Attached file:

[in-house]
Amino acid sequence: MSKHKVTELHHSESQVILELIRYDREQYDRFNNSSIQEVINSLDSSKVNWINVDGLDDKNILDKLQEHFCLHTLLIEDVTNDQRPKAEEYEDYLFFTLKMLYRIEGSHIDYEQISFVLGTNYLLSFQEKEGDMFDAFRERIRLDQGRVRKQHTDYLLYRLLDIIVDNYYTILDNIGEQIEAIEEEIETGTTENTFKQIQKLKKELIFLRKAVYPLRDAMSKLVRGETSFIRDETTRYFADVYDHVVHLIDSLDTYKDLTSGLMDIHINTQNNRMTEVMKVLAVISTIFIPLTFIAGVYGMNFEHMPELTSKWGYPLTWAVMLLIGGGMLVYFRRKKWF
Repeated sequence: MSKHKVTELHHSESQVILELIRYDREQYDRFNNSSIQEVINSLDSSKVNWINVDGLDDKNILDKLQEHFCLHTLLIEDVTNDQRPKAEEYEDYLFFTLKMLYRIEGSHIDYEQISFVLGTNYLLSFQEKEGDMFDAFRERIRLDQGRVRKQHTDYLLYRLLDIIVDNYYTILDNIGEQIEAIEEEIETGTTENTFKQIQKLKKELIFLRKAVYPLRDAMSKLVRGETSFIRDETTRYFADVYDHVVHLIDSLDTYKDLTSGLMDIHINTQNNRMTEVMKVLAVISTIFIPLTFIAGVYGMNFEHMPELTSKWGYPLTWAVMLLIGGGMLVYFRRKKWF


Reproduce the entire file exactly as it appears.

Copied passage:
[in-house]
Amino acid sequence: MSKHKVTELHHSESQVILELIRYDREQYDRFNNSSIQEVINSLDSSKVNWINVDGLDDKNILDKLQEHFCLHTLLIEDVTNDQRPKAEEYEDYLFFTLKMLYRIEGSHIDYEQISFVLGTNYLLSFQEKEGDMFDAFRERIRLDQGRVRKQHTDYLLYRLLDIIVDNYYTILDNIGEQIEAIEEEIETGTTENTFKQIQKLKKELIFLRKAVYPLRDAMSKLVRGETSFIRDETTRYFADVYDHVVHLIDSLDTYKDLTSGLMDIHINTQNNRMTEVMKVLAVISTIFIPLTFIAGVYGMNFEHMPELTSKWGYPLTWAVMLLIGGGMLVYFRRKKWF
Repeated sequence: MSKHKVTELHHSESQVILELIRYDREQYDRFNNSSIQEVINSLDSSKVNWINVDGLDDKNILDKLQEHFCLHTLLIEDVTNDQRPKAEEYEDYLFFTLKMLYRIEGSHIDYEQISFVLGTNYLLSFQEKEGDMFDAFRERIRLDQGRVRKQHTDYLLYRLLDIIVDNYYTILDNIGEQIEAIEEEIETGTTENTFKQIQKLKKELIFLRKAVYPLRDAMSKLVRGETSFIRDETTRYFADVYDHVVHLIDSLDTYKDLTSGLMDIHINTQNNRMTEVMKVLAVISTIFIPLTFIAGVYGMNFEHMPELTSKWGYPLTWAVMLLIGGGMLVYFRRKKWF